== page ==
b.  I'm all for single focal length comparisons and the NEX m4/3 lenses are good suggestions, but if there are no comparable lenses I'd like to see an opinion on how they compare to something the biggest possible audience can relate to.  I see that as being DSLR lenses, zooms if that's the closest.  It's nothing more than a mental reference, but an important one.
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Craig Arnold
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« Reply #9 on: March 22, 2012, 08:29:12 AM »
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What makes the X-Pro 1 more like a rangefinder than all of the compact, quiet m43 and NEX cameras without VF humps? As fas as I can tell,  the main "addition" is the limitation that it only works well with single focal length lenses in a somewhat limited range of focal lengths.

Well surely because of the hybrid OPTICAL viewfinder with projected framelines so that in operation it has a very similar experience to a true rangefinder camera.

In common with RF you have a field of view in the optical finder which extends outside of the capture area, very similar parallax issues, a view which does not suffer blackout when you press the shutter, and a great viewing experience which is very different from that obtained from an LCD or EVF. Did you really not notice these features?

In operation my X100 has a far more similar feel to my ZI than it does to a DSLR or one of the other mirrorless cameras you cite.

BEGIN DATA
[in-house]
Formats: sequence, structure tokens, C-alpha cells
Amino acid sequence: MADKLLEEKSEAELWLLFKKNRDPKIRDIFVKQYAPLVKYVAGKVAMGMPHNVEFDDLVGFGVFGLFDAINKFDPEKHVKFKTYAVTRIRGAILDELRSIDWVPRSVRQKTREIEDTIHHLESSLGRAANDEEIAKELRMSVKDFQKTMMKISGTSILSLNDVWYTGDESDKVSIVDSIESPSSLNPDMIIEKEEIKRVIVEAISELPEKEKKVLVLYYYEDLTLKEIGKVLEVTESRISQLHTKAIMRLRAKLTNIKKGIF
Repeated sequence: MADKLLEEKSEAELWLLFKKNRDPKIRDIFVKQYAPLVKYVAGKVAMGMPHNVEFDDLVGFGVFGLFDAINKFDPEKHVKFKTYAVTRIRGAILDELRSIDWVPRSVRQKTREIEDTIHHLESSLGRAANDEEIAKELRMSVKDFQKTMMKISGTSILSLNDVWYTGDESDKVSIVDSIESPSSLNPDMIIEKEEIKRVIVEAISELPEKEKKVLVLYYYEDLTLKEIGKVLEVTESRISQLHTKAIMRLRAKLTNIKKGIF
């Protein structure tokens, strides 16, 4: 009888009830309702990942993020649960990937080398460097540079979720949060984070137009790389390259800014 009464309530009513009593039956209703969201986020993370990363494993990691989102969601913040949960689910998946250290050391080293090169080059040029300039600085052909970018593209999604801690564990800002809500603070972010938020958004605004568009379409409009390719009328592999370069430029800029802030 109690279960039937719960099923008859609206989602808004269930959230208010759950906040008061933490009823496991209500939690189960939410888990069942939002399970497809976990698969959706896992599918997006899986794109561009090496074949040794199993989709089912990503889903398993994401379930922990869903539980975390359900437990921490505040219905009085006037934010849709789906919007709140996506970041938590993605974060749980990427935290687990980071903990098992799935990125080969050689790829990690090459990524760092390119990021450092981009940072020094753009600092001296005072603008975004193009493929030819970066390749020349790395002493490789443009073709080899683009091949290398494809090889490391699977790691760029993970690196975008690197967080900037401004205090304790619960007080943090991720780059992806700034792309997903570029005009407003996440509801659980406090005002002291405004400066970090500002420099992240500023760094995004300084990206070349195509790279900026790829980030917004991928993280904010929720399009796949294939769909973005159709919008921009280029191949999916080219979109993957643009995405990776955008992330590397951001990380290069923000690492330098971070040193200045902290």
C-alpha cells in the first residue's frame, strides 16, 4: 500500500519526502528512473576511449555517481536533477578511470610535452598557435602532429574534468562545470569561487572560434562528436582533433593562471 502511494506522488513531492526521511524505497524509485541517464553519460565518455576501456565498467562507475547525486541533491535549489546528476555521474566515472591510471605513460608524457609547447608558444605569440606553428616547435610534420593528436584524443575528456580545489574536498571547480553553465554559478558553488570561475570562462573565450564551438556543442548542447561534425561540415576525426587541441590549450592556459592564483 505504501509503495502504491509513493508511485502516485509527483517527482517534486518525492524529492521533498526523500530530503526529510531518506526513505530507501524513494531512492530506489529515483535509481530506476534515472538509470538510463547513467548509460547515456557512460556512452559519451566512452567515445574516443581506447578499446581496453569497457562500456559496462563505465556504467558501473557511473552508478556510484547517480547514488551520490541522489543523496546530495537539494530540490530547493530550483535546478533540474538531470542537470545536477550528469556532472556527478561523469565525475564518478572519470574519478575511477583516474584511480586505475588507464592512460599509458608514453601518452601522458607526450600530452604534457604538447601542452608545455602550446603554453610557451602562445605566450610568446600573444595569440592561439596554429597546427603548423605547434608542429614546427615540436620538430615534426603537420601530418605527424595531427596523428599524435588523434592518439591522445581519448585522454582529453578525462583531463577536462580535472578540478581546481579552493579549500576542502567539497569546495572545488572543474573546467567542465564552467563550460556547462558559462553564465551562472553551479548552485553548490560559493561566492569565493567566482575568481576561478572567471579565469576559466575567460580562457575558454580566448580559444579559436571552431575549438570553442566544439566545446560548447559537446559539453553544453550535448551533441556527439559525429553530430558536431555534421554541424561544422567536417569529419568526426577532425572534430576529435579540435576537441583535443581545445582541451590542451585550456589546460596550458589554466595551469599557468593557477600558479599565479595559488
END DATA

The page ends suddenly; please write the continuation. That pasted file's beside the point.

I'm curious whether you've had a chance to use an X100 or XPro1?
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ndevlin
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« Reply #10 on: March 22, 2012, 08:52:29 AM »
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@bjl

The usable, parallax-corrected, frame line based optical viewfinder, alon with the parallax corrected OVF focussing make this a "rangefinder camera".

That, and sensors and lenses that can actually compete with a 'real' RF.
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Nick Devlin   @onelittlecamera
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« Reply #11 on: March 22, 2012, 09:09:20 AM »
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In common with RF you have a field of view in the optical finder which extends outside of the capture area, very similar parallax issues, a view which does not suffer blackout when you press the shutter, and a great viewing experience which is very different from that obtained from an LCD or EVF.
Fair enough: You make the case more clearly than the comment in the review that I was responding to: "the cameras' size, their way of seeing the world, their relative silence and their less aggresive posture of use when photographing people ...".  I had overlooked what is in other contexts called the "sports finder" style: with some of the longer prime lenses, getting a smaller image of the subject to be photographed in exchange for a view of what is currently outside the frame but might be about to move into it. In principle, this would also be achieved using an accessory optical VF such as the Olympus VF-1 for m4/3, but there is only that one, matched to one focal length (a moderate wide 17mm), and with no frame lines for longer primes.